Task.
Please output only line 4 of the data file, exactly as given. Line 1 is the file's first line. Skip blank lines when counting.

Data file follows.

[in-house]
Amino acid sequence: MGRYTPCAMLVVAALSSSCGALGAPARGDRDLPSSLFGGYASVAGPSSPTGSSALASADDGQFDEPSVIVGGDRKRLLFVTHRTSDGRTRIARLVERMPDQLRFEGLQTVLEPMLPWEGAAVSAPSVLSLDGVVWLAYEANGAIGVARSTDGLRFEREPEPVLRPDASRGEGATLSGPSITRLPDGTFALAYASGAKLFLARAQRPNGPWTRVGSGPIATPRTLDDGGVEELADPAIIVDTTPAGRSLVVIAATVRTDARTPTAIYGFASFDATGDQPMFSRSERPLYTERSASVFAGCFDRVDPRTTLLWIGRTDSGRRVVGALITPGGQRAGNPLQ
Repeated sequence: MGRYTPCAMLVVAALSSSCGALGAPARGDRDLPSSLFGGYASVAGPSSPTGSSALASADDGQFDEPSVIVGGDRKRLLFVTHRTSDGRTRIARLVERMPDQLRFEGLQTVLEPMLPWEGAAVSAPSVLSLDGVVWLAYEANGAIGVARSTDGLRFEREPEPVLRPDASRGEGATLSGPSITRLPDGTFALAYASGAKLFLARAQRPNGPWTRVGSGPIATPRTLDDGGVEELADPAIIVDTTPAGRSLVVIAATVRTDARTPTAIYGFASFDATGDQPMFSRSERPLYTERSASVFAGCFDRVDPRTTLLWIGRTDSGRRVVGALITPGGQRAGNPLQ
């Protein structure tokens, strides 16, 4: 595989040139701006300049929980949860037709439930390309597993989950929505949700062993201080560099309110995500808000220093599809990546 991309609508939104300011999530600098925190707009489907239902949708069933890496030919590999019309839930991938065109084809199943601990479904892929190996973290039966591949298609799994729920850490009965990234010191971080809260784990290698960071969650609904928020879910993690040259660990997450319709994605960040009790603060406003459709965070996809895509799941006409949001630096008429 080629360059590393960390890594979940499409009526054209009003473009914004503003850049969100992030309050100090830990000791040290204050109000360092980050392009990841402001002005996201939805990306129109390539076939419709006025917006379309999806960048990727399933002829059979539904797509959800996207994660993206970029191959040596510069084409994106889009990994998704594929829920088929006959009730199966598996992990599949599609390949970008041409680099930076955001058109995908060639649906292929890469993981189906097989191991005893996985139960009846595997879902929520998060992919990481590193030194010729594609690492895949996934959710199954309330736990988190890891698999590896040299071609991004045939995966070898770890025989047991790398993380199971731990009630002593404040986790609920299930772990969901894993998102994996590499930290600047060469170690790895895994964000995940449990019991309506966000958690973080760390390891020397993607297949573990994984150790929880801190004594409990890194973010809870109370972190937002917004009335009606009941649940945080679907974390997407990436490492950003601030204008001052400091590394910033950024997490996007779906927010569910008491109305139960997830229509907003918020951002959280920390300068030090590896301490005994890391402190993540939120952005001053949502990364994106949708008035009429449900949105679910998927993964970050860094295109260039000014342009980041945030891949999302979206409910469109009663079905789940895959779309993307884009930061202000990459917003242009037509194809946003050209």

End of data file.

């Protein structure tokens, strides 16, 4: 595989040139701006300049929980949860037709439930390309597993989950929505949700062993201080560099309110995500808000220093599809990546 991309609508939104300011999530600098925190707009489907239902949708069933890496030919590999019309839930991938065109084809199943601990479904892929190996973290039966591949298609799994729920850490009965990234010191971080809260784990290698960071969650609904928020879910993690040259660990997450319709994605960040009790603060406003459709965070996809895509799941006409949001630096008429 080629360059590393960390890594979940499409009526054209009003473009914004503003850049969100992030309050100090830990000791040290204050109000360092980050392009990841402001002005996201939805990306129109390539076939419709006025917006379309999806960048990727399933002829059979539904797509959800996207994660993206970029191959040596510069084409994106889009990994998704594929829920088929006959009730199966598996992990599949599609390949970008041409680099930076955001058109995908060639649906292929890469993981189906097989191991005893996985139960009846595997879902929520998060992919990481590193030194010729594609690492895949996934959710199954309330736990988190890891698999590896040299071609991004045939995966070898770890025989047991790398993380199971731990009630002593404040986790609920299930772990969901894993998102994996590499930290600047060469170690790895895994964000995940449990019991309506966000958690973080760390390891020397993607297949573990994984150790929880801190004594409990890194973010809870109370972190937002917004009335009606009941649940945080679907974390997407990436490492950003601030204008001052400091590394910033950024997490996007779906927010569910008491109305139960997830229509907003918020951002959280920390300068030090590896301490005994890391402190993540939120952005001053949502990364994106949708008035009429449900949105679910998927993964970050860094295109260039000014342009980041945030891949999302979206409910469109009663079905789940895959779309993307884009930061202000990459917003242009037509194809946003050209």